HZ: Ever wondered why the plural of ‘mouse’ is ‘mice’ not ‘mouses’? Prepare to never wonder again.
DAVID PETERSON: The reason that we have that is because it was regular at one point in time: the word for mouse used to be 'mus' with a long sound and the plural used to be 'musi' where it had a little ee on the end.
HZ: I love that we're getting into i-mutation there.
DAVID PETERSON: Yeah yeah yeah. So you know where this is going! So what happened was this ee on the end, this ee sound, it affected the previous vowel. The way that it works was you could say 'musi', but if you say it a lot, what may happen is that you anticipate the place of the final vowel that you're getting to. And so what happens is you might move your tongue body forward to make it easier to say the next vowel.
HZ: Our lazy mouths are apt to shorten the distance between one move and the next. Try saying the word ‘doh ing’ - say it with me, ‘doh ing’ - that’s much more effort than ‘doing’, isn’t it? You can feel how much more you have to move to say an O sound then an i sound - say it with me, O I, now say oo I, oo I, see, now your mouth’s in eco mode, right? Aren’t we having some 7th century vowel shift fun? OK, back then, the plural of the noun ‘man’ was something like ‘manniz’, or ‘foot’ was something like ‘footiz’, goose ‘goosiz’. Put that in your mouth: goosiz. Goosiz. Say it enough times in quick succession and you find the word drifting upwards and forwards in your mouth, that first syllable altering to anticipate the second, menniz, feetiz, geesiz. And then English largely ceased being an inflected language, so dropped the suffix ‘iz’ from its plurals, so we were just left with that first syllable. Men. Feet. Geese.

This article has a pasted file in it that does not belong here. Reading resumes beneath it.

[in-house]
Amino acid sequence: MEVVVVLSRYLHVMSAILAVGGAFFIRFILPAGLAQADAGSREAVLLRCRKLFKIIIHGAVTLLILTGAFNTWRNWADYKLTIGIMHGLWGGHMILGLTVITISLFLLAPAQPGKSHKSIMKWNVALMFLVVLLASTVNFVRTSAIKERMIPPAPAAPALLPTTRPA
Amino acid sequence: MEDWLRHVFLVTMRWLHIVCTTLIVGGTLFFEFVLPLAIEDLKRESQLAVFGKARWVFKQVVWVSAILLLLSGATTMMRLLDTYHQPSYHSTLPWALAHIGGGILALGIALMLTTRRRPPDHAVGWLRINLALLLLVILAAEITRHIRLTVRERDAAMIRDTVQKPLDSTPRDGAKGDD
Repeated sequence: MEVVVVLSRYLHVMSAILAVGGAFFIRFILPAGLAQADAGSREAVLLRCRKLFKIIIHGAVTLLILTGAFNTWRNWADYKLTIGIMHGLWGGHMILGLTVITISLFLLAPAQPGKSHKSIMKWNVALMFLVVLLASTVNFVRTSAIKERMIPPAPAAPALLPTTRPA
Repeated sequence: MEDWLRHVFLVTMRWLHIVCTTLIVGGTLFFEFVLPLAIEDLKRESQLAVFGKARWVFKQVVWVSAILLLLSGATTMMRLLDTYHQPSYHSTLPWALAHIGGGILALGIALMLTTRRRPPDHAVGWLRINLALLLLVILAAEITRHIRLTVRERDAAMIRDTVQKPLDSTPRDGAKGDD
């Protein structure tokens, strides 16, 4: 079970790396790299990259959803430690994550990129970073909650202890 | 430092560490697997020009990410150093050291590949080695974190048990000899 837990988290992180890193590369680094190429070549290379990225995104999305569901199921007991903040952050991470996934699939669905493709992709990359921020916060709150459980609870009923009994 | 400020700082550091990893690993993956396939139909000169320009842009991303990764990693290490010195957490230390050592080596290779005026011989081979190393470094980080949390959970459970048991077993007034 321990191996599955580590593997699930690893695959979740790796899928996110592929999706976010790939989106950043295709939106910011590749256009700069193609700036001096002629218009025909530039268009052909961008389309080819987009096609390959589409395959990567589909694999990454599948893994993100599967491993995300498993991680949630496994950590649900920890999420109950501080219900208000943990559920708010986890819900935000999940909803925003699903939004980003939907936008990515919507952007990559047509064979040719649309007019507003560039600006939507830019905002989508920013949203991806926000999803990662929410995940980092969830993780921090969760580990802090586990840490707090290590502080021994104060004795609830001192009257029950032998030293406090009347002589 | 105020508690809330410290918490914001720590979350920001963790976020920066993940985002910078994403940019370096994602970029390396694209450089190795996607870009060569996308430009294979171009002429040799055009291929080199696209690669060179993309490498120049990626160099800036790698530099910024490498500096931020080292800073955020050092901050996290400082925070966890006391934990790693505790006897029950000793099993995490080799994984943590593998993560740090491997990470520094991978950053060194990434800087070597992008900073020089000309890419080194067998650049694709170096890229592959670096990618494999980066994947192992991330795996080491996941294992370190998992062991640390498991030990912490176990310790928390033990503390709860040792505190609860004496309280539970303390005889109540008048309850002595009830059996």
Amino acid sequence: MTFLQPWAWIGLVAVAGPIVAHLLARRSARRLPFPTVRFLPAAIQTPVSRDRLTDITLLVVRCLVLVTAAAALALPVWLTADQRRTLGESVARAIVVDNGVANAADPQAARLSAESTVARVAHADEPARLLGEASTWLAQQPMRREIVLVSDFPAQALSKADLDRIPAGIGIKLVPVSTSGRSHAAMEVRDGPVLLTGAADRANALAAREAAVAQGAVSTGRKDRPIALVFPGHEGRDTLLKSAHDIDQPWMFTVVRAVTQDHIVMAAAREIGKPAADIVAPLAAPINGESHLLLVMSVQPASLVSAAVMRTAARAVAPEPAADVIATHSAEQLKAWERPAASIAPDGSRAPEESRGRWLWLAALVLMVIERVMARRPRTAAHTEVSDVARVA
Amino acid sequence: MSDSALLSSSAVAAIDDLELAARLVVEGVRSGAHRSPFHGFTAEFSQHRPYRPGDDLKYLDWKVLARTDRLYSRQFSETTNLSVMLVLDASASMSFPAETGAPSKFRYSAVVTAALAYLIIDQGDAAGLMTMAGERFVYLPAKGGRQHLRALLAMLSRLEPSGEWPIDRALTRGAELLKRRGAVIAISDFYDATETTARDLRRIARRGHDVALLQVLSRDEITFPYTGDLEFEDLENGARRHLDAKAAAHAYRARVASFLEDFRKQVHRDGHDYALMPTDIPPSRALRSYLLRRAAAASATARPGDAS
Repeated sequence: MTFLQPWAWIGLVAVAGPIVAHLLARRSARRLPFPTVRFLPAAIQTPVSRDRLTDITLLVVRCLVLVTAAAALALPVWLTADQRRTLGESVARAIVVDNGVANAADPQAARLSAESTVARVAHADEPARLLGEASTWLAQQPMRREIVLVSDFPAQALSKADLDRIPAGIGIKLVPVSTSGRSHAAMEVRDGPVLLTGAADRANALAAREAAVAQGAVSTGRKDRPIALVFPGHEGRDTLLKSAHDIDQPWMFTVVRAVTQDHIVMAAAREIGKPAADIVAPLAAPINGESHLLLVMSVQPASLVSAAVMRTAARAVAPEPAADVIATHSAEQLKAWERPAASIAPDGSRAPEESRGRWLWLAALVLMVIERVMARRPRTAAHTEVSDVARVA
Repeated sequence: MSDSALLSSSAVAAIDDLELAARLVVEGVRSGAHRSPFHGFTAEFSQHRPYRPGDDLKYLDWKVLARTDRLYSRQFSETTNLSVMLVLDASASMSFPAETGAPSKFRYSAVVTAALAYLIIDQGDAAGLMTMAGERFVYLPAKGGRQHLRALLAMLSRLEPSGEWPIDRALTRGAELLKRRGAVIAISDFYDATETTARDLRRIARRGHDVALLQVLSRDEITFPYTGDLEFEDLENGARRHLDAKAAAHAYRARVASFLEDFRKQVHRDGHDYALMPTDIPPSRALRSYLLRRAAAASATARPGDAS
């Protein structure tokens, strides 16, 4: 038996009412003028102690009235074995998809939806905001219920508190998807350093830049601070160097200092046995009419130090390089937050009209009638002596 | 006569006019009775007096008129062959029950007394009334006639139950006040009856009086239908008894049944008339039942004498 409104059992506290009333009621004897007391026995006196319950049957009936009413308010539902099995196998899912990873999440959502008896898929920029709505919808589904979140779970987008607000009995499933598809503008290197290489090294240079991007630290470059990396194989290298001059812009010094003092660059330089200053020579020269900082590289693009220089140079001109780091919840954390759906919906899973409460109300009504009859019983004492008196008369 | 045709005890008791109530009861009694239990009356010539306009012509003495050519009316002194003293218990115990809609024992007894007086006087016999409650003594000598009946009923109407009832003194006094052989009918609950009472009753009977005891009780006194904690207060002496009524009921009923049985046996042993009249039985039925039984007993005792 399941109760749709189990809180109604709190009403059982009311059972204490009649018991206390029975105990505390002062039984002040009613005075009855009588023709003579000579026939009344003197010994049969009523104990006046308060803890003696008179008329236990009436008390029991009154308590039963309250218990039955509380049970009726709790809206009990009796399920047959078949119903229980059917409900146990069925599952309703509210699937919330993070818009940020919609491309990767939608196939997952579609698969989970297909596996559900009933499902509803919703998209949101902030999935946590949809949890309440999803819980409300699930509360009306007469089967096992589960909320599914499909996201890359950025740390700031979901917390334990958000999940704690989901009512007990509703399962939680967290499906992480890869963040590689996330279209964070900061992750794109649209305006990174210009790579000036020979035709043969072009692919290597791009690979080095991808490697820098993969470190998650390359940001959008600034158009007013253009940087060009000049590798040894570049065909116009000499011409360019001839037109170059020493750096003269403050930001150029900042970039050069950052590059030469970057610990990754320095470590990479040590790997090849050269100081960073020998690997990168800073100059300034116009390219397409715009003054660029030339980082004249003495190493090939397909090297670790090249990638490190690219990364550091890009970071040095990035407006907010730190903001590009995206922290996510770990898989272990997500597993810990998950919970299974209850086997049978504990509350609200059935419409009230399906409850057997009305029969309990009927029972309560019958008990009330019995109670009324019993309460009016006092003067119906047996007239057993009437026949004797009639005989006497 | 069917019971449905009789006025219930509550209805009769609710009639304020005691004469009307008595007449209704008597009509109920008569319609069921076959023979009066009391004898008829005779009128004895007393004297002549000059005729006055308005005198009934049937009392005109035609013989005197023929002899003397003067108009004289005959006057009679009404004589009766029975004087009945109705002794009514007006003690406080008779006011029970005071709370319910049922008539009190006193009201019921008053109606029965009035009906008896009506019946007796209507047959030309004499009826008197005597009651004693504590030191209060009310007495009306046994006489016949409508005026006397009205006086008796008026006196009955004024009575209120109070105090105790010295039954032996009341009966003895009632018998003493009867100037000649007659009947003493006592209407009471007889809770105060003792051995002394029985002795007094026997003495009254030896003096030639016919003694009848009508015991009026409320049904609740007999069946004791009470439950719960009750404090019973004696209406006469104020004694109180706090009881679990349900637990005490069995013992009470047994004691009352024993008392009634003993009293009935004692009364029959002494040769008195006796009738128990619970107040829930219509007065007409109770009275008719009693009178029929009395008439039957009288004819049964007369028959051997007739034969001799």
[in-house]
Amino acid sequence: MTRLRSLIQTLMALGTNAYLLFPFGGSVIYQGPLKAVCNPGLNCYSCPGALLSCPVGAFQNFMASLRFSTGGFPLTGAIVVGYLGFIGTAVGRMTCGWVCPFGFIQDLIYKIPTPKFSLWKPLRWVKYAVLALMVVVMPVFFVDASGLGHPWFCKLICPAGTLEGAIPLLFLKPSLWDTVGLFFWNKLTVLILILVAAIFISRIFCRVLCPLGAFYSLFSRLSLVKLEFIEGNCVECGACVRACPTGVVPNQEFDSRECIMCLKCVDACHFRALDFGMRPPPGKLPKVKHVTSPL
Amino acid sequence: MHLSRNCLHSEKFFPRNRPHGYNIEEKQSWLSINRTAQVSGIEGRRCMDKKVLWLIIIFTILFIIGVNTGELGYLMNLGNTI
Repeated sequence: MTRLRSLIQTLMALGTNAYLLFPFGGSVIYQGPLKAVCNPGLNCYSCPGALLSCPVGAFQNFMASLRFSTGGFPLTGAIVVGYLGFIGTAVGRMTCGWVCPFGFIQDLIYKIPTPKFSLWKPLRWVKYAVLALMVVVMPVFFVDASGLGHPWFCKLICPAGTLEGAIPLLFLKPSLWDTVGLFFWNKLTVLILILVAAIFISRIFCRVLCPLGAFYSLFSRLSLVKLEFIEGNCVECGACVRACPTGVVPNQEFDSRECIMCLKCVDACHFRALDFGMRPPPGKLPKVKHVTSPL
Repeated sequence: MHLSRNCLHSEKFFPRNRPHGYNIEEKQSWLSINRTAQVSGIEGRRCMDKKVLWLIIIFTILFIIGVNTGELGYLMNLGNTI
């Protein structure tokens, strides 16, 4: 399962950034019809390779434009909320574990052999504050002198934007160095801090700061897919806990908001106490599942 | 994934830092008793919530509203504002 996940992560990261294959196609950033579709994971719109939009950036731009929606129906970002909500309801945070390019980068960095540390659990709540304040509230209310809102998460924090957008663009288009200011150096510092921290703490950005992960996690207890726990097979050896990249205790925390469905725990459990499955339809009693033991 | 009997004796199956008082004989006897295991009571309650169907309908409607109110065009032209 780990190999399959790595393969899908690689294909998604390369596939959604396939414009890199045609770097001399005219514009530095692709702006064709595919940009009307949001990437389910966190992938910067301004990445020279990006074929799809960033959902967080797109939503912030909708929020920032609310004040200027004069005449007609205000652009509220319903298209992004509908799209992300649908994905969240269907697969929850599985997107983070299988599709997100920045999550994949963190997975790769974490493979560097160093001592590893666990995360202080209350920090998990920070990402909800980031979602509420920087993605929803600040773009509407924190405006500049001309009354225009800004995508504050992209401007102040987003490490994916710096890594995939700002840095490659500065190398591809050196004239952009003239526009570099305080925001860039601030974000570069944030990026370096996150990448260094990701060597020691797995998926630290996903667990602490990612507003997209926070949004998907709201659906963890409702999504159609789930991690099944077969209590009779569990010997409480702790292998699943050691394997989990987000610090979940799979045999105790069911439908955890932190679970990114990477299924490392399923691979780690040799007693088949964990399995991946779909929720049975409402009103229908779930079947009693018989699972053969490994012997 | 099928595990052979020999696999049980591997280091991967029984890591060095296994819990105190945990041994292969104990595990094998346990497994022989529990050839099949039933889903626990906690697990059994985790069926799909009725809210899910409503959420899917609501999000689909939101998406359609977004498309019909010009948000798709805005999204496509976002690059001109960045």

DAVID PETERSON: So that is how a sound change changed the grammar of the language. But that's only half of the story. The second half is: why do we still do it? Because we have mouse and mice; we have louse and lice; we don't have house and hice, right? The reason that this one stuck around is because people interact - or at least for a while interacted - with the plural version of ‘mouse’ fairly commonly. So in other words, if you imagine going way way back, there was a lot more time people would encounter scurrying herds of little mice, as opposed to having, say, a pet mouse at their house. Same thing with lice. It's rare that you would have a single louse that you would encounter as opposed to lice. Consequently, people kept using the irregular plural of mouse quite a bit and so they didn't forget it. On the other hand, irregulars, whether they be irregular past tense forms or irregular plurals in English, irregulars that don't get use a lot, people will forget them and so they will become regular. So when you're creating these irregular forms in your own language, you have to keep in mind: alright, which of these irregulars are likely to stick around and which ones are likely to be analogized? But as a language creator, this is something that you keep in mind as you're trying to build something that is really kind of authentic and interesting and naturalistic.
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Your randomly selected word from the dictionary today is…
cancrine, adjective: crab-wise; (of verses etc) reading both ways, palindromic.
Try using it in an email today.
This episode was produced by me, Helen Zaltzman. The music is by Martin Austwick; hear his new album at palebirdmusic.com. Thanks to Nate DiMeo of The Memory Palace; for more constructed language fun, listen to the Toki Pona episode of the Allusionist, in which Nate and I attempt to learn a minimalist language and it breaks my brain.
You can find that episode, and all the other episodes, and all the transcripts and randomly selected words from the dictionary, and additional information about each topics, and upcoming Allusionist live shows, and links to the show on Facebook and Twitter, at the show’s forever home theallusionist.org.